Bonus! Blackface: Burton is the face of “modern India,” stuck in a turban and shades of radioactive orange face paint that vary in intensity from scene to scene. The Maharani is played by a white actress, too.
Fun fact: Turner and Caulfield were both 33 when they filmed this movie, but Caulfield got to play a fresh-faced college student (and looks the part) while Turner was stuck in the role of a spoiled, aging princess who’s finally forced to grow up. Poor Lana.
Pretty white people? Elizabeth Taylor, Dana Andrews, Peter Finch.
“Exotic” setting? A tea plantation in Ceylon (Sri Lanka).
Love triangle? You betcha.
Mother Nature has her way? Cholera, an elephant stampede, and a grand conflagration that takes down the plantation’s mansion very dramatically.
Sympathetic protagonists? Peter Finch’s unexplained morphing from overall nice guy to complete jerk means that we do, at least, understand why Liz is ready to take any steps to get out. Still, how much sympathy can you have for a woman who agrees to move halfway around the world for a man she’s known for a matter of weeks and knows almost nothing about?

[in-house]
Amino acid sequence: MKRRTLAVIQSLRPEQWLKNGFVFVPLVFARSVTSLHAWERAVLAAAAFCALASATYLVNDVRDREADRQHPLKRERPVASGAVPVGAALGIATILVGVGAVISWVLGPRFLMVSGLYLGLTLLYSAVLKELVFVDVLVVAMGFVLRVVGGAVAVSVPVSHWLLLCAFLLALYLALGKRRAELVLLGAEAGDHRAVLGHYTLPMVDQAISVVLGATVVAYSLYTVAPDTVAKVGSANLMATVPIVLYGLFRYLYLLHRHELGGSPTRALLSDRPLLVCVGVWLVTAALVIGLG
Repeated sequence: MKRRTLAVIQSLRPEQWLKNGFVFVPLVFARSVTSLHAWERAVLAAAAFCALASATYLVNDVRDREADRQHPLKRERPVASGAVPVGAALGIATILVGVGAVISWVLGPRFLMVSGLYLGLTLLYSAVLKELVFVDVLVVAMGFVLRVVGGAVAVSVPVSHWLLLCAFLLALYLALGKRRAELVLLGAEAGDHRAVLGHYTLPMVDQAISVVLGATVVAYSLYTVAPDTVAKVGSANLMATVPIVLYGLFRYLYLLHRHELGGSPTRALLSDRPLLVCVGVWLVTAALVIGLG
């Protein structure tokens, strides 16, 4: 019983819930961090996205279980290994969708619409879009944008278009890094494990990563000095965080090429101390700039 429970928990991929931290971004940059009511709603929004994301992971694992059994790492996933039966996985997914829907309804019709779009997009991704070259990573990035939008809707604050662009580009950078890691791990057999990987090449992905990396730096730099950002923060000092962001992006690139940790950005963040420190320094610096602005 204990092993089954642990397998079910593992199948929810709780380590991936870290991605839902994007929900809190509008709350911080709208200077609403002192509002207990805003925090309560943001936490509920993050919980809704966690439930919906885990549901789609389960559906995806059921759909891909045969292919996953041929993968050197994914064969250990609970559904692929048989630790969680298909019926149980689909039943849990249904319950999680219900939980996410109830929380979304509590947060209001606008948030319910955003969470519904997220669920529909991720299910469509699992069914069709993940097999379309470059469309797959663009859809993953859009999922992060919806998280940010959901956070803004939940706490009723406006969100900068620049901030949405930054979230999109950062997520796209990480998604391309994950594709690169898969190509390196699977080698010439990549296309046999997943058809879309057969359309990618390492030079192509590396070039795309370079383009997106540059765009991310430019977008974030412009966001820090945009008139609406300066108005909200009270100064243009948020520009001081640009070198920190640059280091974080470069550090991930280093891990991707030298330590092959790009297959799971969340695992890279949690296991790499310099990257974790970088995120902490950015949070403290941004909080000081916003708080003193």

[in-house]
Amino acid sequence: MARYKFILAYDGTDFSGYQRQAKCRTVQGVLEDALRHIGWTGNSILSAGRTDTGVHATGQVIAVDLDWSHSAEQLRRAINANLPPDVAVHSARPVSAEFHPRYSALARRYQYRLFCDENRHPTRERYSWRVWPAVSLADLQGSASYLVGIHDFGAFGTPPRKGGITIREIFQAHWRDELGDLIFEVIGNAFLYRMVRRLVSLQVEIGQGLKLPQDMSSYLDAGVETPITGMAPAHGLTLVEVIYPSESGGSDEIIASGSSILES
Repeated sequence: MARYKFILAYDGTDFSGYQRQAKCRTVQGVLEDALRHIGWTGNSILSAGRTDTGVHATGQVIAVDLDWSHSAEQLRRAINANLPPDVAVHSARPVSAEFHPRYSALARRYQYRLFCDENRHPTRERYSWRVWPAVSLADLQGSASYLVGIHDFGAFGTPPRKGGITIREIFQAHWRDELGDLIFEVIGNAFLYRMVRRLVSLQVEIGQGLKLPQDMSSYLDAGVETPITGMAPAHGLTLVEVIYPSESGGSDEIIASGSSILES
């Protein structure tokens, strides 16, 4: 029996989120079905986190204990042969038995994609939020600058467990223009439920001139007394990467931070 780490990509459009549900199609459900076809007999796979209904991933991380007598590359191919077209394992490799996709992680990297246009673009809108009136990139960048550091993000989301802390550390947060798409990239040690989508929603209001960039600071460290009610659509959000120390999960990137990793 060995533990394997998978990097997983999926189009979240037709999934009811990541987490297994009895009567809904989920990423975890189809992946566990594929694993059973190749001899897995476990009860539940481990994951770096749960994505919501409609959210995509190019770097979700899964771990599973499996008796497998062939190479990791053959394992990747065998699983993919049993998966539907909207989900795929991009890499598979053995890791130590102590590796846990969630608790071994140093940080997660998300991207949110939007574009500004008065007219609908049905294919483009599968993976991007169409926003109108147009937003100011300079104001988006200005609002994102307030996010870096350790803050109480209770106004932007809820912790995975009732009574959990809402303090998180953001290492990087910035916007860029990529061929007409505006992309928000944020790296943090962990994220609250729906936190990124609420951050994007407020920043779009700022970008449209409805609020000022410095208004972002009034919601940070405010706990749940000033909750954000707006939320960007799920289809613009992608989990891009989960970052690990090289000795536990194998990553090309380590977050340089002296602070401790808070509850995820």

Fun facts: Elephant Walk was supposed to star Laurence Olivier and Vivien Leigh, but he had to back out before filming due to other commitments, and she backed out shortly after filming began, due to complications with her bipolar illness. Leigh’s still visible in some shots that the director didn’t have time to re-do with Taylor.
Pretty white people? Jean Harlow, Mary Astor, Clark Gable, Gene Raymond.
Bonus! Prostitute: Harlow.
“Exotic” setting? A rubber plantation in Indochina (Vietnam).
Love triangle? Love rectangle. Jean loves Clark who loves Mary who sort of loves him but is married to Gene.
Mother Nature has her way? Pretty subdued, compared to the above examples. A touch of malaria and a tiger attack are both plot points, but they’re actually integrated into the character development–they serve to highlight the fact that Gene Raymond and his wife are utterly unprepared for the environment they’ve “adventured” into.
Sympathetic protagonists? Red Dust is one of the better examples of this kind of film, and thus you feel for its characters even when they act in unlikeable ways. The way that the filmmakers refuse to insert natural disasters to raise the stakes–and own the fact that all the romantic tempestuousness is self-created–helps. Jean Harlow is adorable and her chemistry with Gable is spot-on.
Fun Fact: It’s a two-for-one! This movie was remade some twenty years later as Mogambo. That version switched the setting to Africa, and had Gable reprise his role–this time with the incomparable Ava Gardner and Grace Kelly fighting over him instead of Astor and Harlow.
- The Painted Veil
- The Rains Came
- The World of Suzie Wong
. . . and just to prove we haven’t come that far since the 1950s . . . The English Patient.